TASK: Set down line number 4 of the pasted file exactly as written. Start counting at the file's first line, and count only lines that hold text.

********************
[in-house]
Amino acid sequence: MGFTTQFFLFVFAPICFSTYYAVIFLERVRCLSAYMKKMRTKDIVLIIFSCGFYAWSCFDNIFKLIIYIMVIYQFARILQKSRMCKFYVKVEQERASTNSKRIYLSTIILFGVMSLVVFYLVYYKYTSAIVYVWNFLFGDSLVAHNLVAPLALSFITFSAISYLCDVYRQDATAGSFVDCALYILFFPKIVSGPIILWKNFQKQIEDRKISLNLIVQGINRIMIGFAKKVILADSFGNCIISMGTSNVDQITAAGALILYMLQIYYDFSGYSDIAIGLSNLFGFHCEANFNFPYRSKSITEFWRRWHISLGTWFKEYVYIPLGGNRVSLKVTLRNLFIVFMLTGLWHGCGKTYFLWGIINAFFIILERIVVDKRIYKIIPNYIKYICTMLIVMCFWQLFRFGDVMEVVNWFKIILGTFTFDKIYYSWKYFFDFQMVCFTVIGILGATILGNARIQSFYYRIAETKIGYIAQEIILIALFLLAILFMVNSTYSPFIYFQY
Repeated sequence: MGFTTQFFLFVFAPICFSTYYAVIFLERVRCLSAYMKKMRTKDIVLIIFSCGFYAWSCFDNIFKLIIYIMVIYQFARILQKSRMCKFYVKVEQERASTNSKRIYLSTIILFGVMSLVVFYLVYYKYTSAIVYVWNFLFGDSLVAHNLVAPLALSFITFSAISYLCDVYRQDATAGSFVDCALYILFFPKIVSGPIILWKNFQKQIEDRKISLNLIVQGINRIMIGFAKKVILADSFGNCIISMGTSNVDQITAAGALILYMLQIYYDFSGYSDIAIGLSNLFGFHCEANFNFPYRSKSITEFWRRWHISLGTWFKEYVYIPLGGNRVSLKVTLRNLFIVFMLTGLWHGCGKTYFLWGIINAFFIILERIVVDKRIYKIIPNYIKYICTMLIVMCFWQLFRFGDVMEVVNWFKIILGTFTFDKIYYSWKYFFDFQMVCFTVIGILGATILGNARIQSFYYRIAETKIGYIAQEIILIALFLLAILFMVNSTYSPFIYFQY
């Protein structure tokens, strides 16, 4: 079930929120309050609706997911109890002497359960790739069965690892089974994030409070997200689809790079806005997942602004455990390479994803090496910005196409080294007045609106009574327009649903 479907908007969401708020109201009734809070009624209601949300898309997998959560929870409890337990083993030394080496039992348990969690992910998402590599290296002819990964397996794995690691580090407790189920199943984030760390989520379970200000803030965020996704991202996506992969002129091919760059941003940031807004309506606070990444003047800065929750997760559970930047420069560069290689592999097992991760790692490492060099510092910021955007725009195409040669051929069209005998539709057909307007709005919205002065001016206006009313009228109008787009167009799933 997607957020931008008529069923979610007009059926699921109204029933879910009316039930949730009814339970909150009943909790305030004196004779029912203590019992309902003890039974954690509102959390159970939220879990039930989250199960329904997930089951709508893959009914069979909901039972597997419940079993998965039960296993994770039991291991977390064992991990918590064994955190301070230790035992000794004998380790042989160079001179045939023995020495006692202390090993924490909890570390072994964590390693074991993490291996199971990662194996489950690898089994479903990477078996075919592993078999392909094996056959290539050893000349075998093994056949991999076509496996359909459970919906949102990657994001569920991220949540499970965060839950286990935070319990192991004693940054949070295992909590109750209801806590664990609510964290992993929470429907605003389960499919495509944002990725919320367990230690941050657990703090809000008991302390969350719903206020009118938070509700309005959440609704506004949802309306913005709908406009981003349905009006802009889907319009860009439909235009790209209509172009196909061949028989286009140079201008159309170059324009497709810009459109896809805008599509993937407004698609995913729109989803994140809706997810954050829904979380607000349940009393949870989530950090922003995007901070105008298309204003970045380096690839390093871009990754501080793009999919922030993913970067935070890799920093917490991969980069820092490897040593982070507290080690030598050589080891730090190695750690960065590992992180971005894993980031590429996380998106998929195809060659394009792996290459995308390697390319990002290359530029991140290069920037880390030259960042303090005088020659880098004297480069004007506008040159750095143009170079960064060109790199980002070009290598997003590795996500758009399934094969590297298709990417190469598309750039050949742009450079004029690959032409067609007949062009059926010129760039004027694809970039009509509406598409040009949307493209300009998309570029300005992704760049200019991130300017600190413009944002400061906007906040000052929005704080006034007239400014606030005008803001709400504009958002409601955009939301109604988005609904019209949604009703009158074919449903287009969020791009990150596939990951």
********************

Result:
């Protein structure tokens, strides 16, 4: 079930929120309050609706997911109890002497359960790739069965690892089974994030409070997200689809790079806005997942602004455990390479994803090496910005196409080294007045609106009574327009649903 479907908007969401708020109201009734809070009624209601949300898309997998959560929870409890337990083993030394080496039992348990969690992910998402590599290296002819990964397996794995690691580090407790189920199943984030760390989520379970200000803030965020996704991202996506992969002129091919760059941003940031807004309506606070990444003047800065929750997760559970930047420069560069290689592999097992991760790692490492060099510092910021955007725009195409040669051929069209005998539709057909307007709005919205002065001016206006009313009228109008787009167009799933 997607957020931008008529069923979610007009059926699921109204029933879910009316039930949730009814339970909150009943909790305030004196004779029912203590019992309902003890039974954690509102959390159970939220879990039930989250199960329904997930089951709508893959009914069979909901039972597997419940079993998965039960296993994770039991291991977390064992991990918590064994955190301070230790035992000794004998380790042989160079001179045939023995020495006692202390090993924490909890570390072994964590390693074991993490291996199971990662194996489950690898089994479903990477078996075919592993078999392909094996056959290539050893000349075998093994056949991999076509496996359909459970919906949102990657994001569920991220949540499970965060839950286990935070319990192991004693940054949070295992909590109750209801806590664990609510964290992993929470429907605003389960499919495509944002990725919320367990230690941050657990703090809000008991302390969350719903206020009118938070509700309005959440609704506004949802309306913005709908406009981003349905009006802009889907319009860009439909235009790209209509172009196909061949028989286009140079201008159309170059324009497709810009459109896809805008599509993937407004698609995913729109989803994140809706997810954050829904979380607000349940009393949870989530950090922003995007901070105008298309204003970045380096690839390093871009990754501080793009999919922030993913970067935070890799920093917490991969980069820092490897040593982070507290080690030598050589080891730090190695750690960065590992992180971005894993980031590429996380998106998929195809060659394009792996290459995308390697390319990002290359530029991140290069920037880390030259960042303090005088020659880098004297480069004007506008040159750095143009170079960064060109790199980002070009290598997003590795996500758009399934094969590297298709990417190469598309750039050949742009450079004029690959032409067609007949062009059926010129760039004027694809970039009509509406598409040009949307493209300009998309570029300005992704760049200019991130300017600190413009944002400061906007906040000052929005704080006034007239400014606030005008803001709400504009958002409601955009939301109604988005609904019209949604009703009158074919449903287009969020791009990150596939990951």